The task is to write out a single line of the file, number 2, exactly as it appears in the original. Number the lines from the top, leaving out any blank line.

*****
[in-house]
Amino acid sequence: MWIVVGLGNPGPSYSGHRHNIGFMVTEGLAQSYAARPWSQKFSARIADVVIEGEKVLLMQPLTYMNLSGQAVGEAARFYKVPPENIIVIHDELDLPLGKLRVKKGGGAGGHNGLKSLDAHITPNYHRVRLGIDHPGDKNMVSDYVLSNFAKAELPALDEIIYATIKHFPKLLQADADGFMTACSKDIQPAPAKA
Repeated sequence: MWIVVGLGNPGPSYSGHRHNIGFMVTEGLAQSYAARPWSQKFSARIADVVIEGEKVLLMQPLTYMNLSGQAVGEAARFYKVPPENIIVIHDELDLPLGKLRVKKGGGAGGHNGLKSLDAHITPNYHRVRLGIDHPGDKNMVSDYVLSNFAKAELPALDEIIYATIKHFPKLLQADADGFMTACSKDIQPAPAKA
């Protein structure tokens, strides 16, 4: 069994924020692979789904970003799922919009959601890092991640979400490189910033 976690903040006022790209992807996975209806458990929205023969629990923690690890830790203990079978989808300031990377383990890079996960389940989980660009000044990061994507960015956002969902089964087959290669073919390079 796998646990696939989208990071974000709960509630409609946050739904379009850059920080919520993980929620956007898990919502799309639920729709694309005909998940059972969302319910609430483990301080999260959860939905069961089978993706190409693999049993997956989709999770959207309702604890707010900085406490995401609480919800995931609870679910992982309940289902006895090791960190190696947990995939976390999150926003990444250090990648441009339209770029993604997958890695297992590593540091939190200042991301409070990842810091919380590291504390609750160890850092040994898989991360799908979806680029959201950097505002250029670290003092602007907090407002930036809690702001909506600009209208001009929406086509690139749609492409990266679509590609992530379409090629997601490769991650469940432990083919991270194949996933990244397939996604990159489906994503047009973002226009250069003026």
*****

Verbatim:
Amino acid sequence: MWIVVGLGNPGPSYSGHRHNIGFMVTEGLAQSYAARPWSQKFSARIADVVIEGEKVLLMQPLTYMNLSGQAVGEAARFYKVPPENIIVIHDELDLPLGKLRVKKGGGAGGHNGLKSLDAHITPNYHRVRLGIDHPGDKNMVSDYVLSNFAKAELPALDEIIYATIKHFPKLLQADADGFMTACSKDIQPAPAKA